American Indians lived on Indian reservations or jurisdictory lands such as the Colville Indian Reservation, Makah, Muckleshoot Indian Reservation, Quinault (tribe), Salish people, Spokane Indian Reservation and Yakama Indian Reservation. The westernmost and Pacific coasts have primarily American Indian communities, such as the Chinook, Lummi and Salish. ButUrban Indian communities formed by the U.S. Bureau of Indian Affairs relocation programs in Seattle since the end of World War II brought a variety of Native American cultures to this diverse metropolis. The city was actually named for Chief Seattlewhen European Americans settled the isthmus in the 1880s.
Asian Americans and Pacific Islanders are mostly concentrated in the Seattle−Tacoma metropolitan area. Seattle, Bellevue, and Redmond, which are all located within King County, have sizable Chinese communities (including Taiwanese), as well as significant Indian and Japanesecommunities that are present there. The Chinatown-International District in Seattle has a historical Chinese population dating back to the 1850s, who mainly emigrated from Guangdong province in southern China, and is currently home to a diverse East and Southeast Asian community.Koreans are heavily concentrated in the suburban cities of Federal Way and Auburn to the south and in Lynnwood to the north. Tacoma is home to thousands of Cambodians, and has one of the largest Cambodian American communities in the United States, along with Long Beach, Californiaand Lowell, Massachusetts. The Vietnamese and Filipino populations of Washington are mostly concentrated within the Seattle metropolitan area. Washington state has the second highest percentage of Pacific Islander people in the mainland U.S. (behind Utah); the Seattle-Tacoma area is home to over 15,000 people of Samoan ancestry, who mainly reside in southeast Seattle, Tacoma, Federal Way, and in SeaTac.
The most numerous (ethnic, not racial, group) are Latinos at 11%, as Mexican Americans formed a large ethnic group in the Chehalis Valley, farming areas of Yakima Valley and Eastern Washington. In the late 20th century, large-scale Mexican immigration and other Latinos settled in the southern suburbs of Seattle with limited concentrations in King, Pierce and Snohomish Counties during the region's real estate construction booms in the 1980s and 1990s.
Additionally, Washington has a large Ethiopian community, with many Eritrean residents as well. Over 30,000 Somali immigrants also reside in the Seattle area.
According to the American Religious Identification Survey 2001 (ARIS), 42% of Washington residents stated that someone in their household is affiliated with a church, synagogue or mosque. Major religious affiliations of the people of Washington are:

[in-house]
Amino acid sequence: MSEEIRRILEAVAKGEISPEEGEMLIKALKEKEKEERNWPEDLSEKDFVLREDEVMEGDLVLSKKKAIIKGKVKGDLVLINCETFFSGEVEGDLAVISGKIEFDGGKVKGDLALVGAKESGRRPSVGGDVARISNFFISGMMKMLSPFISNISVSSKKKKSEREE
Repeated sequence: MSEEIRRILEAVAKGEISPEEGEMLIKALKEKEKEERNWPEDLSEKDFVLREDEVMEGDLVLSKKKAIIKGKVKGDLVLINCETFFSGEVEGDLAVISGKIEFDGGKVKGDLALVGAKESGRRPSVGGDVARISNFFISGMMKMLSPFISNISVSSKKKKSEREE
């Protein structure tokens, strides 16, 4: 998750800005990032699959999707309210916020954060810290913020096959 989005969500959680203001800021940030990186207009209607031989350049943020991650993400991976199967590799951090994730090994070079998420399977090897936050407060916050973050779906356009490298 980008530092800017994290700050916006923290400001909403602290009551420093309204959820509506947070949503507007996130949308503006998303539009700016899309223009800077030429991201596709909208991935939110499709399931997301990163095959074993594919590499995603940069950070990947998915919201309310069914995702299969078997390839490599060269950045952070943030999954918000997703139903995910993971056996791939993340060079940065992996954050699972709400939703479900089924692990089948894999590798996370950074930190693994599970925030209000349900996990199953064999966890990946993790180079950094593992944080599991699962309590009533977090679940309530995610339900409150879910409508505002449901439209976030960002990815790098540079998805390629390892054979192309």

The largest denominations by number of adherents in 2010 were the Roman Catholic Church with 784,332; The Church of Jesus Christ of Latter-day Saints (Mormon) with 267,267; and the Assemblies of God with 125,005.
As with many other Western states, the percentage of Washington's population identifying themselves as "non-religious" is higher than the national average. The percentage of non-religious people in Washington is the highest of any state other than Colorado.
The 2010 total gross state product for Washington was $351.5 billion, placing it 14th in the nation. The per capita GDP in 2009 was $52,403, 10th in the nation. Significant business within the state include the design and manufacture of aircraft (Boeing), automotive (Paccar), computer software development (Microsoft, Bungie, Amazon.com, Nintendo of America, Valve Corporation, ArenaNet), telecom (T-Mobile USA), electronics, biotechnology, aluminum production, lumber and wood products (Weyerhaeuser), mining, beverages (Starbucks, Jones Soda), real estate (John L. Scott), retail (Nordstrom, Eddie Bauer, Car Toys, Costco, R.E.I.), and tourism (Alaska Airlines, Expedia, Inc.). The state has significant amounts of hydroelectric power generation.
Significant amounts of trade with Asia pass through the ports of the Puget Sound. (See list of United States companies by state.) A Fortunemagazine survey of the top 20 Most Admired Companies in the US has four Washington-based companies in it, including: Amazon.com, Starbucks, Microsoft, and Costco.
With the passage of Initiative 1183, the Washington State Liquor Control Board (WSLCB) ended its monopoly of all state liquor store and liquor distribution operations on June 1, 2012.
Among its resident billionaires, Washington boasts Bill Gates, technology advisor and former Chairman & CEO of Microsoft, who, with a net worth of $80 billion, is the wealthiest man in the world as of 2015. Other Washington state billionaires include Paul Allen (Microsoft), Steve Ballmer (Microsoft), Jeff Bezos (Amazon), Craig McCaw (McCaw Cellular Communications), James Jannard (Oakley), Howard Schultz (Starbucks), and Charles Simonyi (Microsoft).
As of March 2014, the state's unemployment rate is 6.3 percent.